15-16 inch laptops are very popular, and for good reason. They give you plenty of room to place windows side-by-side, lots of space on the keyboard deck to rest your palms, and they often have a full-size keyboard with a Numpad, which is great for those working with numbers. Plus, their larger chassis allows for a more effective cooling system, resulting in better performance. Although some are bulky and hard to carry, most 15- and 16-inch laptops are thin and light enough for on-the-go use.
We've tested over 85 laptops; below, you'll find our recommendations for the best 15-inch laptops and 16-inch laptops you can buy. You can also see our recommendations for the best Chromebooks, the best 2-in-1 laptops, and the best laptops for graphic design.
The best 16-inch laptop we've tested is the Apple MacBook Pro 16 (2021). With its thin bezels, this 16-inch model is practically the same size as most 15-inch laptops on the market. It feels incredibly well-built, provides an amazing user experience, and packs enough processing power to handle demanding tasks like video editing and 3D graphics. It has a nice Mini LED display with full DCI P3 coverage, a comfortable keyboard that you can type on all day, and a gigantic, easy-to-use haptic touchpad. The speakers are among the best on the market; the same can be said about the webcam. Ports include three USB-C/Thunderbolt 4s, an HDMI, an SD card reader, and a high-output 3.5mm headphone jack for hard-to-drive cans.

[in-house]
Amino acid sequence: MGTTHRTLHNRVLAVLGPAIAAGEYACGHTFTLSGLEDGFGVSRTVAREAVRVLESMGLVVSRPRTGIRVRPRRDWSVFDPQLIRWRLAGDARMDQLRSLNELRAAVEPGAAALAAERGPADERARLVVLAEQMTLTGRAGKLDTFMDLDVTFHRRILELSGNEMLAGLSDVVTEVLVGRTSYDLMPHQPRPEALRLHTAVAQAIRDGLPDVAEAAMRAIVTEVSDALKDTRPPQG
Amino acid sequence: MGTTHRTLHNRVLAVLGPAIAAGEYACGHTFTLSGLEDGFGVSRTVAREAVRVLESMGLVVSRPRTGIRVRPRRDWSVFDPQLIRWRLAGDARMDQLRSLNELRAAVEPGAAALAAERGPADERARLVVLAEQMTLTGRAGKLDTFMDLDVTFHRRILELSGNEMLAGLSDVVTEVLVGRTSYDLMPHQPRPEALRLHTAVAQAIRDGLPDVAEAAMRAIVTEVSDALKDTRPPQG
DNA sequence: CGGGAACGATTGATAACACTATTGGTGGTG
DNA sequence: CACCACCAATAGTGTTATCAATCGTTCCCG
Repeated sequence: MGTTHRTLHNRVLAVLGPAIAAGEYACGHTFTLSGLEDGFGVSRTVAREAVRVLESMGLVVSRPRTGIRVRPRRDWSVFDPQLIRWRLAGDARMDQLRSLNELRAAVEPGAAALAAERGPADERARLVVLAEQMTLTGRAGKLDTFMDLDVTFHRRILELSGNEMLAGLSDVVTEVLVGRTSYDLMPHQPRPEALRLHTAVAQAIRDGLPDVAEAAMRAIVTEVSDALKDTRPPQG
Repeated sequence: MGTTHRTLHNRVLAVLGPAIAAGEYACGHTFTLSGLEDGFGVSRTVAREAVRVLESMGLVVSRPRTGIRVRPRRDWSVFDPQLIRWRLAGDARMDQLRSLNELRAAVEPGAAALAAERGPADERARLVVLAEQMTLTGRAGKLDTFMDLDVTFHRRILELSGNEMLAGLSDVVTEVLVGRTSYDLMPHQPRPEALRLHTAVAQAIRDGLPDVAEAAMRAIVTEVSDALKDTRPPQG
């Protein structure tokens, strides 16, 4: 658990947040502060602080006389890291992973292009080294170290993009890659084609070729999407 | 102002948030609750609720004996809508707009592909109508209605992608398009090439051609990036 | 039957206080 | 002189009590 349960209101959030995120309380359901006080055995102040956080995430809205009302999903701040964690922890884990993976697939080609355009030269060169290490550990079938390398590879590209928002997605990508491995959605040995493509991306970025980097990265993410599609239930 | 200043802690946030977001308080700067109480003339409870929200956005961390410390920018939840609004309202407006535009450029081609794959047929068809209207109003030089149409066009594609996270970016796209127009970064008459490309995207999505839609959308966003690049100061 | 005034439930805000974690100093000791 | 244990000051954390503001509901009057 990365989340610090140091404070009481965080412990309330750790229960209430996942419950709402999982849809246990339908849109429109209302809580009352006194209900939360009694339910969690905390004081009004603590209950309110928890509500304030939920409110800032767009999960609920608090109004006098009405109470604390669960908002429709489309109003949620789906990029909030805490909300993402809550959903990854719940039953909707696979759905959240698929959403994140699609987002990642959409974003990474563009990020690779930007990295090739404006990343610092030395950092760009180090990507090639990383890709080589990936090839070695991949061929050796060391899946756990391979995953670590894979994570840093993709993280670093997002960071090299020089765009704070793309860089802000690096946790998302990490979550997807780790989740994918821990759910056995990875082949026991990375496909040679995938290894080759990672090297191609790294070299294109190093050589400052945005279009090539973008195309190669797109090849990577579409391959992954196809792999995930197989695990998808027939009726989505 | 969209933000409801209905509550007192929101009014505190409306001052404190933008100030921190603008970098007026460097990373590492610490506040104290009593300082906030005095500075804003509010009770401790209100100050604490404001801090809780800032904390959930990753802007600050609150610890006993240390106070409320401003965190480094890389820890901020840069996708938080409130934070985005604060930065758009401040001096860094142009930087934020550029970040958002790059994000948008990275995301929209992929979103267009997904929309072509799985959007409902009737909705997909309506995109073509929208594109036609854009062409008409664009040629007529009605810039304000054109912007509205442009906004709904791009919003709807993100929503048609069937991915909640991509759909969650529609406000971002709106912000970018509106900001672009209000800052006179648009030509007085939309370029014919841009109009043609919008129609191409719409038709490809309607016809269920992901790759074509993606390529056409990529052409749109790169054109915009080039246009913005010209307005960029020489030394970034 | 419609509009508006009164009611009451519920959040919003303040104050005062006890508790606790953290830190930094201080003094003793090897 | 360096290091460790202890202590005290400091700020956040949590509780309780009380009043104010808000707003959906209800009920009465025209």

As you may already know, Apple has released a newer MacBook Pro 16 with an M2 Pro or M2 Max SoC. The newer model is identical in design since the changes are only internal. The upgrades include a faster SoC, Wi-Fi 6E, HDMI 2.1, and increased memory support (up to 96GB). The M1 model is still a good option if you can find a good deal through a third-party seller, marketplace, or Apple's refurbished section; otherwise, go with the M2 model.